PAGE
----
Marco Santambrogio, "Meinongian Theories of Generality," Nous, December 1990, p. 662:
. . . I take existence to mean just this: an entity, i, exists iff there is a determinate answer to every question concerning it or in other words, for every F(x) either F[x/i] or ~F[x/i] holds. The Tertium Non Datur is the hallmark of existence of reality. This is entirely in the Meinong-Twardowski tradition.
In other words, existence is completeness: Necessarily, for any x, x exists if and only if x is complete, i.e., satisfies the property version of the Law of Excluded Middle (Tertium Non Datur). Now I have long maintained that whatever exists is complete, but I have never been tempted by the thesis that whatever is complete exists.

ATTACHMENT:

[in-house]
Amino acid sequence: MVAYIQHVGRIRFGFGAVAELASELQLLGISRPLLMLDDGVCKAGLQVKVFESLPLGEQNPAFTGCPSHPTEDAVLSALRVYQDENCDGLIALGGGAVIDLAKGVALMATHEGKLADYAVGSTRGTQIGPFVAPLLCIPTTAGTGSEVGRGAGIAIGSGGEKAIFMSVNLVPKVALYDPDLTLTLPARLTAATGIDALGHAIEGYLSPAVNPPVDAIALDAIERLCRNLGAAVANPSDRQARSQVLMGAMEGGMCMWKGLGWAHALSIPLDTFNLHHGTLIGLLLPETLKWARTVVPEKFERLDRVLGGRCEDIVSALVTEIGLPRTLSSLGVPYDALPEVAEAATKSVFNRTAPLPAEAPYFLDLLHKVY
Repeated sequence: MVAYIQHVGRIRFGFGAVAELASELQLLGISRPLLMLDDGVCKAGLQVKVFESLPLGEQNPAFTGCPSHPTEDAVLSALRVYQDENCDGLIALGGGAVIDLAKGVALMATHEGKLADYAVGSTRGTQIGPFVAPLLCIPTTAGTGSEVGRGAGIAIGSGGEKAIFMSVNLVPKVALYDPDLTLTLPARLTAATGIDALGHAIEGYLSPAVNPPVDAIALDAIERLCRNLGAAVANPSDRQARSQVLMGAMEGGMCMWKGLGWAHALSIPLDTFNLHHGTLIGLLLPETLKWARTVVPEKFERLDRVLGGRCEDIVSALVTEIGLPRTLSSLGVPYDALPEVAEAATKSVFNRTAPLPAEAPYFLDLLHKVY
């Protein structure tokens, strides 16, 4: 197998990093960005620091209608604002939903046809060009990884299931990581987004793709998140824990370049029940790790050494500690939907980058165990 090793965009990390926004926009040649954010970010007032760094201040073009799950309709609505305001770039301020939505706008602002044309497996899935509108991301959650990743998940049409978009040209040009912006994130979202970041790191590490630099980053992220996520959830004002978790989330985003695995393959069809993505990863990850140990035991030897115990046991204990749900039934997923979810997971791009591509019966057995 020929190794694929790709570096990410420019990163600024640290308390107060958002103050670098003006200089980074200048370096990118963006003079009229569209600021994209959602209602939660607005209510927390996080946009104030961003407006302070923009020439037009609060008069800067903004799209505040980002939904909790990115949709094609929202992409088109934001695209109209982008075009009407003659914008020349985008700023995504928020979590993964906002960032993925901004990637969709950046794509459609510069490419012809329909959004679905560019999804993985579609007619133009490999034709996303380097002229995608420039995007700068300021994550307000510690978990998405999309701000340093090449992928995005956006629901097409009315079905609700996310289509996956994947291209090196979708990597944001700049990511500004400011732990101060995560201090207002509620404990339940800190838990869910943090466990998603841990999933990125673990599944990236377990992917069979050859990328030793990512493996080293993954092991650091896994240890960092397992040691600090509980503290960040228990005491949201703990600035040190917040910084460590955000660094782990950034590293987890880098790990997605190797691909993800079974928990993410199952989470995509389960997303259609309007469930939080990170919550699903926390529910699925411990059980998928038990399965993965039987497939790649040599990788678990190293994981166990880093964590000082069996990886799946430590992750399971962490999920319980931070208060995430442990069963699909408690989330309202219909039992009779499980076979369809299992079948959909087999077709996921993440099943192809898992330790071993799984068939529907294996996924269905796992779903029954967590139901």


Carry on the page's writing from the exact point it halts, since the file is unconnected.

Why can't there be complete nonexistent objects? Imagine the God of Leibniz, before the creation, contemplating an infinity of possible worlds, each of them determinate down to the last detail. None of them exists or is actual. But each of them is complete. One of them God calls 'Charley.' God says, Fiat Charley! And Charley exists. It is exactly the same world which 'before' was merely possible, only 'now' it is actual.
So why should completeness entail existence?